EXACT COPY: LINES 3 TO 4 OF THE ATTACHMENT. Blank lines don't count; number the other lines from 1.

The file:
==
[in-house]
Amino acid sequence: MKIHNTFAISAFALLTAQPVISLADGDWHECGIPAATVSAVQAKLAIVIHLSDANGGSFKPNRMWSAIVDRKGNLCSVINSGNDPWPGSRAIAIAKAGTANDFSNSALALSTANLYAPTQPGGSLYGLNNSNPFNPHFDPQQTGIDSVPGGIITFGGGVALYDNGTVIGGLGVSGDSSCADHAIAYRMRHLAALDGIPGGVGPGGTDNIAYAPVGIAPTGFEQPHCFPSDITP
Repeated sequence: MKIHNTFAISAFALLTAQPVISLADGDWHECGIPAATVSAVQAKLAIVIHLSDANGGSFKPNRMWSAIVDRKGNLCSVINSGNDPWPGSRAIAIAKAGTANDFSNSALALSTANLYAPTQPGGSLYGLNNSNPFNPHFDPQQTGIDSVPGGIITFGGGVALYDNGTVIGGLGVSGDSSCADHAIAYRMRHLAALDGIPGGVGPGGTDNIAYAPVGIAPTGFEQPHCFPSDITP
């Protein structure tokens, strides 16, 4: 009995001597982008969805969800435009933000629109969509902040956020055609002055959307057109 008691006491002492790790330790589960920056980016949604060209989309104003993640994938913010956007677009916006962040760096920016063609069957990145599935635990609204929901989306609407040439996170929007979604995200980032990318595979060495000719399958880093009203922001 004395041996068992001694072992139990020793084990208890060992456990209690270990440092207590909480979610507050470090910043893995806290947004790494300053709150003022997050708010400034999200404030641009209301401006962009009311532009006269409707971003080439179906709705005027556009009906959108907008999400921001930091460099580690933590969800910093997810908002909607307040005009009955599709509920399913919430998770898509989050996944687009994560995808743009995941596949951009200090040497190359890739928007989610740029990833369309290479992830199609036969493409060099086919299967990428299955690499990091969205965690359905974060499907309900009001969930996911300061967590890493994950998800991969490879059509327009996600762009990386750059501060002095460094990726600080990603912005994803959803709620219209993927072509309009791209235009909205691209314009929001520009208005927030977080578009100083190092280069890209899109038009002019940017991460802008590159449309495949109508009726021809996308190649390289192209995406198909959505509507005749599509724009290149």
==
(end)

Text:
Repeated sequence: MKIHNTFAISAFALLTAQPVISLADGDWHECGIPAATVSAVQAKLAIVIHLSDANGGSFKPNRMWSAIVDRKGNLCSVINSGNDPWPGSRAIAIAKAGTANDFSNSALALSTANLYAPTQPGGSLYGLNNSNPFNPHFDPQQTGIDSVPGGIITFGGGVALYDNGTVIGGLGVSGDSSCADHAIAYRMRHLAALDGIPGGVGPGGTDNIAYAPVGIAPTGFEQPHCFPSDITP
């Protein structure tokens, strides 16, 4: 009995001597982008969805969800435009933000629109969509902040956020055609002055959307057109 008691006491002492790790330790589960920056980016949604060209989309104003993640994938913010956007677009916006962040760096920016063609069957990145599935635990609204929901989306609407040439996170929007979604995200980032990318595979060495000719399958880093009203922001 004395041996068992001694072992139990020793084990208890060992456990209690270990440092207590909480979610507050470090910043893995806290947004790494300053709150003022997050708010400034999200404030641009209301401006962009009311532009006269409707971003080439179906709705005027556009009906959108907008999400921001930091460099580690933590969800910093997810908002909607307040005009009955599709509920399913919430998770898509989050996944687009994560995808743009995941596949951009200090040497190359890739928007989610740029990833369309290479992830199609036969493409060099086919299967990428299955690499990091969205965690359905974060499907309900009001969930996911300061967590890493994950998800991969490879059509327009996600762009990386750059501060002095460094990726600080990603912005994803959803709620219209993927072509309009791209235009909205691209314009929001520009208005927030977080578009100083190092280069890209899109038009002019940017991460802008590159449309495949109508009726021809996308190649390289192209995406198909959505509507005749599509724009290149």